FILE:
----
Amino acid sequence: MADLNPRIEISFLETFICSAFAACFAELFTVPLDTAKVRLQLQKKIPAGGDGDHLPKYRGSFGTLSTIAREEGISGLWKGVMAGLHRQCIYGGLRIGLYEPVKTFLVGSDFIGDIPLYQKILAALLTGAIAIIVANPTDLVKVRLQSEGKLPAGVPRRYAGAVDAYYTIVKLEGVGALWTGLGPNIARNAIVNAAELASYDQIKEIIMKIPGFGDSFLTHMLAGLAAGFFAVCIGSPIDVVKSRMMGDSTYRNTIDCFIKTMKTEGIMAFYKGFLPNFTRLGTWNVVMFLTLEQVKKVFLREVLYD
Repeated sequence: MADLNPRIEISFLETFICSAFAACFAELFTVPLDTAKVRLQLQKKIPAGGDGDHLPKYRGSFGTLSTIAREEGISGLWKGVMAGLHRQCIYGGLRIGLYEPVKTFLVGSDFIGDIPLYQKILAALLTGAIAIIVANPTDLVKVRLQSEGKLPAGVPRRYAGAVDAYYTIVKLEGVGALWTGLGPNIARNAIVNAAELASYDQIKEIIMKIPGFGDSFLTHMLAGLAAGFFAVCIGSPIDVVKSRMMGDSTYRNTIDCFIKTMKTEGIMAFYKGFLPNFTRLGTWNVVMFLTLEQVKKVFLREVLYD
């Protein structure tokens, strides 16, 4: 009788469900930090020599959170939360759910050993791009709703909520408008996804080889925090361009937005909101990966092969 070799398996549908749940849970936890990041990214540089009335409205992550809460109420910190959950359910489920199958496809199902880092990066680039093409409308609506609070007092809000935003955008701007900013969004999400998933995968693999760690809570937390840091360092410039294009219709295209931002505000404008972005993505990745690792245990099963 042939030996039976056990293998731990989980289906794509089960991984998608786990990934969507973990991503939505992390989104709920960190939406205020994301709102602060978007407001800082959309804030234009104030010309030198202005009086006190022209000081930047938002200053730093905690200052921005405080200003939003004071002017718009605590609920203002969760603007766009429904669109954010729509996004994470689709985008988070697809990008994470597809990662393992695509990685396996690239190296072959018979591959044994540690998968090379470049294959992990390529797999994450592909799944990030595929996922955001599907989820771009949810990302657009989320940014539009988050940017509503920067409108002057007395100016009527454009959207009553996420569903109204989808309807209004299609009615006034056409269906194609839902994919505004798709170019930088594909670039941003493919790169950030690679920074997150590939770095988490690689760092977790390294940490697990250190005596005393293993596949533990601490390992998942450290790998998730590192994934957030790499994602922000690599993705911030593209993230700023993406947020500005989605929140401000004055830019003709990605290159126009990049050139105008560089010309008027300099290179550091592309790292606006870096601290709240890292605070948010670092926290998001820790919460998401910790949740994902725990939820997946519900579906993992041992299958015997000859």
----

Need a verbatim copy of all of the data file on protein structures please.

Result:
Amino acid sequence: MADLNPRIEISFLETFICSAFAACFAELFTVPLDTAKVRLQLQKKIPAGGDGDHLPKYRGSFGTLSTIAREEGISGLWKGVMAGLHRQCIYGGLRIGLYEPVKTFLVGSDFIGDIPLYQKILAALLTGAIAIIVANPTDLVKVRLQSEGKLPAGVPRRYAGAVDAYYTIVKLEGVGALWTGLGPNIARNAIVNAAELASYDQIKEIIMKIPGFGDSFLTHMLAGLAAGFFAVCIGSPIDVVKSRMMGDSTYRNTIDCFIKTMKTEGIMAFYKGFLPNFTRLGTWNVVMFLTLEQVKKVFLREVLYD
Repeated sequence: MADLNPRIEISFLETFICSAFAACFAELFTVPLDTAKVRLQLQKKIPAGGDGDHLPKYRGSFGTLSTIAREEGISGLWKGVMAGLHRQCIYGGLRIGLYEPVKTFLVGSDFIGDIPLYQKILAALLTGAIAIIVANPTDLVKVRLQSEGKLPAGVPRRYAGAVDAYYTIVKLEGVGALWTGLGPNIARNAIVNAAELASYDQIKEIIMKIPGFGDSFLTHMLAGLAAGFFAVCIGSPIDVVKSRMMGDSTYRNTIDCFIKTMKTEGIMAFYKGFLPNFTRLGTWNVVMFLTLEQVKKVFLREVLYD
């Protein structure tokens, strides 16, 4: 009788469900930090020599959170939360759910050993791009709703909520408008996804080889925090361009937005909101990966092969 070799398996549908749940849970936890990041990214540089009335409205992550809460109420910190959950359910489920199958496809199902880092990066680039093409409308609506609070007092809000935003955008701007900013969004999400998933995968693999760690809570937390840091360092410039294009219709295209931002505000404008972005993505990745690792245990099963 042939030996039976056990293998731990989980289906794509089960991984998608786990990934969507973990991503939505992390989104709920960190939406205020994301709102602060978007407001800082959309804030234009104030010309030198202005009086006190022209000081930047938002200053730093905690200052921005405080200003939003004071002017718009605590609920203002969760603007766009429904669109954010729509996004994470689709985008988070697809990008994470597809990662393992695509990685396996690239190296072959018979591959044994540690998968090379470049294959992990390529797999994450592909799944990030595929996922955001599907989820771009949810990302657009989320940014539009988050940017509503920067409108002057007395100016009527454009959207009553996420569903109204989808309807209004299609009615006034056409269906194609839902994919505004798709170019930088594909670039941003493919790169950030690679920074997150590939770095988490690689760092977790390294940490697990250190005596005393293993596949533990601490390992998942450290790998998730590192994934957030790499994602922000690599993705911030593209993230700023993406947020500005989605929140401000004055830019003709990605290159126009990049050139105008560089010309008027300099290179550091592309790292606006870096601290709240890292605070948010670092926290998001820790919460998401910790949740994902725990939820997946519900579906993992041992299958015997000859």